Our times are uneasy, Berry (Jayber Crow, 2000, etc.) states; critical elements of the American democratic tradition are being lifted wholesale from the foundation and carted away in broad daylight. A case in point is our new national-security policy, which “depends on the acquiescence of a public kept fearful and ignorant, subject to manipulation by the executive power, and on the compliance of an intimidated and office-dependent legislature.” That ignorance will spell our doom, as will the “selfishness, wastefulness, and greed that we have legitimized here as economic virtues.” Berry doesn’t flinch when exhorting us to meet “the responsibility to be as intelligent, principled, and practical as we can be.” His agrarian argument, which he has been making and remaking for decades, requires the recognition of our dependence on and responsibility to nature, and the concomitant responsibility for human culture.
Industrial culture is an accidental by-product of the ubiquitous effort to sell unnecessary products for more than they are worth.
[A]group of young men calling themselves “Twelve Southerners” published a book  unique in American literature. Entitled I’ll Take My Stand, the book contained an essay by each of the twelve:…
The twelve essays that follow “A Statement of Principles” vary considerably in quality, in readability, and in what might be called their arguability. That surviving agrarians (and others too) may find them interesting, instructive, useful, and in some ways indispensable does not set them beyond the need for exacting criticism.
There is not a lot of poetry that I like but when it rhymes I do.
by Henry Herbert Knibbs
Now Mr. Boomer Johnson was a gettin’ old in spots,
But you don’t expect a bad man to go wrastlin’ pans and pots;
But he’d done his share of killin’ and his draw was gettin’ slow,
So he quits a-punchin’ cattle and he takes to punchin’ dough.
Our foreman up and hires him, figurin’ age had rode him tame,
But a snake don’t get no sweeter just by changin’ of its name.
Well, Old Boomer knowed his business – he could cook to make you smile,
But say, he wrangled fodder in a most peculiar style.
He never used no matches – left em layin’ on the shelf,
Just some kerosene and cussin’ and the kindlin’ lit itself.
And, pardner, I’m allowin’ it would give a man a jolt
To see him stir frijoles with the barrel of his Colt.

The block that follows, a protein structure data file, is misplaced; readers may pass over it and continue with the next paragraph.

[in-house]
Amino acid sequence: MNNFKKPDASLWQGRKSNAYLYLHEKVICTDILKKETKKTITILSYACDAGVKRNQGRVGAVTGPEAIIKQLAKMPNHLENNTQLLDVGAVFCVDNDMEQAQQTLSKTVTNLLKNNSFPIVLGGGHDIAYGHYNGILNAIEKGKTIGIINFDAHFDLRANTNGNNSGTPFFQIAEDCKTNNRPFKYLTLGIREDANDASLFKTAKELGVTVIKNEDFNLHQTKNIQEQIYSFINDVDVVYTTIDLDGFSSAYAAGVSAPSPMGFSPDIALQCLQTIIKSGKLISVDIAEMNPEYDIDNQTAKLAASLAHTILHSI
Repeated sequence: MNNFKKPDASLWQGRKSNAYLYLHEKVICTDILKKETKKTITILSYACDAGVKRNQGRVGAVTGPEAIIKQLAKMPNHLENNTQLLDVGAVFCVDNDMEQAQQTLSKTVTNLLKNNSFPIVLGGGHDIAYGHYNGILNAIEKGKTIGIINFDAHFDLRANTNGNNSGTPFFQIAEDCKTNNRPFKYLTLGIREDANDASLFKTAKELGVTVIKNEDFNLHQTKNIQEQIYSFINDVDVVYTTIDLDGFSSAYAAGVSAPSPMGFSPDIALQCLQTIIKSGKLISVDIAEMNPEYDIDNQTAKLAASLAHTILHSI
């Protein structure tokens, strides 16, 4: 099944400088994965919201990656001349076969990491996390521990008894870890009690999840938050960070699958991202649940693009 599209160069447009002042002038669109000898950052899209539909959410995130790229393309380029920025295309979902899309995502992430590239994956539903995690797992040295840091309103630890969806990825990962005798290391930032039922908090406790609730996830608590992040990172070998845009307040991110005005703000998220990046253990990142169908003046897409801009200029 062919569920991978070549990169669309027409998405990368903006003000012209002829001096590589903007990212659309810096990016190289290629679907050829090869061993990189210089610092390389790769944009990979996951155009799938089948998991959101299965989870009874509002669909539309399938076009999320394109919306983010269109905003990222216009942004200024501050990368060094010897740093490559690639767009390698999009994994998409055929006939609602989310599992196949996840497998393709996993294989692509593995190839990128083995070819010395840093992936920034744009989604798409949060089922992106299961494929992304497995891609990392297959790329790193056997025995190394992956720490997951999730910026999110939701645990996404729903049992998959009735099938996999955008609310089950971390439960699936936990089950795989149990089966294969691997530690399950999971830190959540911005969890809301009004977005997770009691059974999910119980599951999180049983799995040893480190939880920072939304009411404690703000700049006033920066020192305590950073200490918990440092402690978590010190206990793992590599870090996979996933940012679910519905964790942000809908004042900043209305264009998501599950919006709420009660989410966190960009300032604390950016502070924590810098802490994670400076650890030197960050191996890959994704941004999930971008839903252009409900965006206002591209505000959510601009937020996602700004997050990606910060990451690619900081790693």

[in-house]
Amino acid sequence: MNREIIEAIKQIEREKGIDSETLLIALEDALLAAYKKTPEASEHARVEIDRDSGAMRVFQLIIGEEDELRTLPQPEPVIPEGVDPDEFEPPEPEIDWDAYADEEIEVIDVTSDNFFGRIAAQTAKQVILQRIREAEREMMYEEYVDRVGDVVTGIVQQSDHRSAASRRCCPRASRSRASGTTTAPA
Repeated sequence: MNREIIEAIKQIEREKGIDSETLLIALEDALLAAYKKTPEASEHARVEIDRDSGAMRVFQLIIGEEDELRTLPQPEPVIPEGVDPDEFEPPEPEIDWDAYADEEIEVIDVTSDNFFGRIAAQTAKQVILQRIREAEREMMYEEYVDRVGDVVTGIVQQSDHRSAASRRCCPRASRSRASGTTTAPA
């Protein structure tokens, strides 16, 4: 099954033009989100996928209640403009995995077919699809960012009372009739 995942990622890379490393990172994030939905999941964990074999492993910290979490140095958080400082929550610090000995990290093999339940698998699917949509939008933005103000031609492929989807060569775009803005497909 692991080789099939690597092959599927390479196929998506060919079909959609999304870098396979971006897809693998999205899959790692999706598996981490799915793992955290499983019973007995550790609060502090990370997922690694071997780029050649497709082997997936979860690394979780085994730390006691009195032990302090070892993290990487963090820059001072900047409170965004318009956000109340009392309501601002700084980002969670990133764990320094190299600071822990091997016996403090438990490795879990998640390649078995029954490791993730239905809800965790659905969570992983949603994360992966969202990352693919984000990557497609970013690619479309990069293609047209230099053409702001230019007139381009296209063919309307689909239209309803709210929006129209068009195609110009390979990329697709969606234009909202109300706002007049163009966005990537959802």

Now killin’ folks and cookin’ ain’t so awful far apart,
That musta been why Boomer kept a-practicin’ his art;
With the front sight of his pistol he would cut a pie-lid slick,
And he’d crimp her with the muzzle for to make the edges stick.
He built his doughnuts solid, and it sure would curl your hair
To see him plug a doughnut as he tossed it in the air.
He bored the holes plum center every time his pistol spoke,
Till the can was full of doughnuts and the shack was full of smoke.
We-all was gettin’ jumpy, but he couldn’t understand
Why his shootin’ made us nervous when his cookin’ was so grand.
He kept right on performin’, and it weren’t no big surprise
When he took to markin’ tombstones on the covers of his pies.
They didn’t taste no better and they didn’t taste no worse,
But a-settin’ at the table was like ridin’ in a hearse;
You didn’t do no talkin’ and you took just what you got,
So we et till we was foundered just to keep from gettin’ shot.
When at breakfast one bright mornin’, I was feelin’ kind of low,
Old Boomer passed the doughnuts and I tells him plenty:
“No, All I takes this trip is coffee, for my stomach is a wreck.”
I could see the itch for killin’ swell the wattle on his neck.
Scorn his grub? He strings some doughnuts on the muzzle of his gun,
And he shoves her in my gizzard and he says, “You’re takin’ one!”
He was set to start a graveyard, but for once he was mistook;
Me not wantin’ any doughnuts, I just up and salts the cook.
Did they fire him? Listen, pardner, there was nothin’ left to fire,
Just a row of smilin’ faces and another cook to hire.
If he joined some other outfit and is cookin’, what I mean,
It’s where they ain’t no matches and they don’t need kerosene.